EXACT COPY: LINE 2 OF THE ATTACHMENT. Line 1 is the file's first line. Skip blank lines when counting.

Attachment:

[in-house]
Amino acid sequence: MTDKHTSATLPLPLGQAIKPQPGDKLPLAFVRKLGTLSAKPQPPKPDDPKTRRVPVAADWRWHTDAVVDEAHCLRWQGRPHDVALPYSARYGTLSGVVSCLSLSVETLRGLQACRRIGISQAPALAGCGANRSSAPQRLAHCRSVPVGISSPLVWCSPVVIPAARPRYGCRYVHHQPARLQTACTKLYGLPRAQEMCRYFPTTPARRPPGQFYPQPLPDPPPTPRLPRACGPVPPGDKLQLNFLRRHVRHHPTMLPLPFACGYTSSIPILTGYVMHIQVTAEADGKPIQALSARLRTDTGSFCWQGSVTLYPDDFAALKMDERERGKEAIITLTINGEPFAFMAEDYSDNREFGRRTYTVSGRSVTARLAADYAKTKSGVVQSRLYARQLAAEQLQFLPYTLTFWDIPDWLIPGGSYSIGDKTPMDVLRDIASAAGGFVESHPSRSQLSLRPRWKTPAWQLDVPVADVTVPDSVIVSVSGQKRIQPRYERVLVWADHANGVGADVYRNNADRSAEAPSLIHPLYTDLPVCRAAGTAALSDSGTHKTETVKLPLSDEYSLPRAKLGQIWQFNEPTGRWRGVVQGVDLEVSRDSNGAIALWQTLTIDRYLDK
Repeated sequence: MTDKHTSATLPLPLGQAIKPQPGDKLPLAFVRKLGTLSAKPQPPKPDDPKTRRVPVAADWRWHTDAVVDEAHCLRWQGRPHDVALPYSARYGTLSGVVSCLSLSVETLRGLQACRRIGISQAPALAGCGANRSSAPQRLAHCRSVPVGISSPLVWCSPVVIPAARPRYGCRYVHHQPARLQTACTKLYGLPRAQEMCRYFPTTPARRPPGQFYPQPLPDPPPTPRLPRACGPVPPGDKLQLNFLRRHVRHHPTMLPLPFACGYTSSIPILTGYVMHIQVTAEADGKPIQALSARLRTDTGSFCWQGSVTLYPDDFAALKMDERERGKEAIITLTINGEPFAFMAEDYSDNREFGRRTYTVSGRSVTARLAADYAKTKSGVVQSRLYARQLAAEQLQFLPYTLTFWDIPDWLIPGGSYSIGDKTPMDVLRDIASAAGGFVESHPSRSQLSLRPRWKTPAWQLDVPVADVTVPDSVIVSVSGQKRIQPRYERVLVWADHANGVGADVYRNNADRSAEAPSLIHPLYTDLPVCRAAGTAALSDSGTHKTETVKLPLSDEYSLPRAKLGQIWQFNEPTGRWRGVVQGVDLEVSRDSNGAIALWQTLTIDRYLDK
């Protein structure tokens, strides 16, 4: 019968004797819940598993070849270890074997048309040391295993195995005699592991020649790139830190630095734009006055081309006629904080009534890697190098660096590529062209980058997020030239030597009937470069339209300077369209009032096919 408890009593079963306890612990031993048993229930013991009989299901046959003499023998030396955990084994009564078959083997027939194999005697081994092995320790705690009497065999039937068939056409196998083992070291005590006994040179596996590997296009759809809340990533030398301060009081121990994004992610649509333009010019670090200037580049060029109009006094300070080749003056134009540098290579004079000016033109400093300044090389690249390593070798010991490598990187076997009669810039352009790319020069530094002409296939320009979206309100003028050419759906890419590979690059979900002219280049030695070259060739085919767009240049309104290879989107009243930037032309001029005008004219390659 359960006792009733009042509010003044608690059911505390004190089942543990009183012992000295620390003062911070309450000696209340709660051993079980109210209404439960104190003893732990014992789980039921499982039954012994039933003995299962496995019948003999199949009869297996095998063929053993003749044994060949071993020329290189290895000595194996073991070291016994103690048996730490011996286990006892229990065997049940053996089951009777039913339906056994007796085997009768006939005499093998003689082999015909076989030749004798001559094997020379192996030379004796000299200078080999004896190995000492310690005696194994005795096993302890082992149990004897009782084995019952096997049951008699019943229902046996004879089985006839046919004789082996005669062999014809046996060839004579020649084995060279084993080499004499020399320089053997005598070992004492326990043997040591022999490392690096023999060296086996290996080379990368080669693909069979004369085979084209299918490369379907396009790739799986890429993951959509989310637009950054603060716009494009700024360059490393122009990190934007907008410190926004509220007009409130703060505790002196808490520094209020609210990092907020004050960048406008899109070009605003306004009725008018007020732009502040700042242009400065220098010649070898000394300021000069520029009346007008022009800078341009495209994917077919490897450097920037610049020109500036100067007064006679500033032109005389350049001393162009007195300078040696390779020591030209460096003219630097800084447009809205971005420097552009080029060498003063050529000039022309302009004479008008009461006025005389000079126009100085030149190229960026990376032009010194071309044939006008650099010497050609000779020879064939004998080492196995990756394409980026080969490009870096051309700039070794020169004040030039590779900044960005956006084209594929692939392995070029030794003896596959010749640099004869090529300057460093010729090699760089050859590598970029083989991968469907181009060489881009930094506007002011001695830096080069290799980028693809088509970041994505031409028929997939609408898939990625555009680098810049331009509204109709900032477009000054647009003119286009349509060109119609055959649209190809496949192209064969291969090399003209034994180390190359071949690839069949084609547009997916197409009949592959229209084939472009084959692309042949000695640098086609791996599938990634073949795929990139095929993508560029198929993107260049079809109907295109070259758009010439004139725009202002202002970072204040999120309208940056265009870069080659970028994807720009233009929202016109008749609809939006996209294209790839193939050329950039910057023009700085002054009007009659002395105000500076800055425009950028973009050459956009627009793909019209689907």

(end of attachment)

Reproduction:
Amino acid sequence: MTDKHTSATLPLPLGQAIKPQPGDKLPLAFVRKLGTLSAKPQPPKPDDPKTRRVPVAADWRWHTDAVVDEAHCLRWQGRPHDVALPYSARYGTLSGVVSCLSLSVETLRGLQACRRIGISQAPALAGCGANRSSAPQRLAHCRSVPVGISSPLVWCSPVVIPAARPRYGCRYVHHQPARLQTACTKLYGLPRAQEMCRYFPTTPARRPPGQFYPQPLPDPPPTPRLPRACGPVPPGDKLQLNFLRRHVRHHPTMLPLPFACGYTSSIPILTGYVMHIQVTAEADGKPIQALSARLRTDTGSFCWQGSVTLYPDDFAALKMDERERGKEAIITLTINGEPFAFMAEDYSDNREFGRRTYTVSGRSVTARLAADYAKTKSGVVQSRLYARQLAAEQLQFLPYTLTFWDIPDWLIPGGSYSIGDKTPMDVLRDIASAAGGFVESHPSRSQLSLRPRWKTPAWQLDVPVADVTVPDSVIVSVSGQKRIQPRYERVLVWADHANGVGADVYRNNADRSAEAPSLIHPLYTDLPVCRAAGTAALSDSGTHKTETVKLPLSDEYSLPRAKLGQIWQFNEPTGRWRGVVQGVDLEVSRDSNGAIALWQTLTIDRYLDK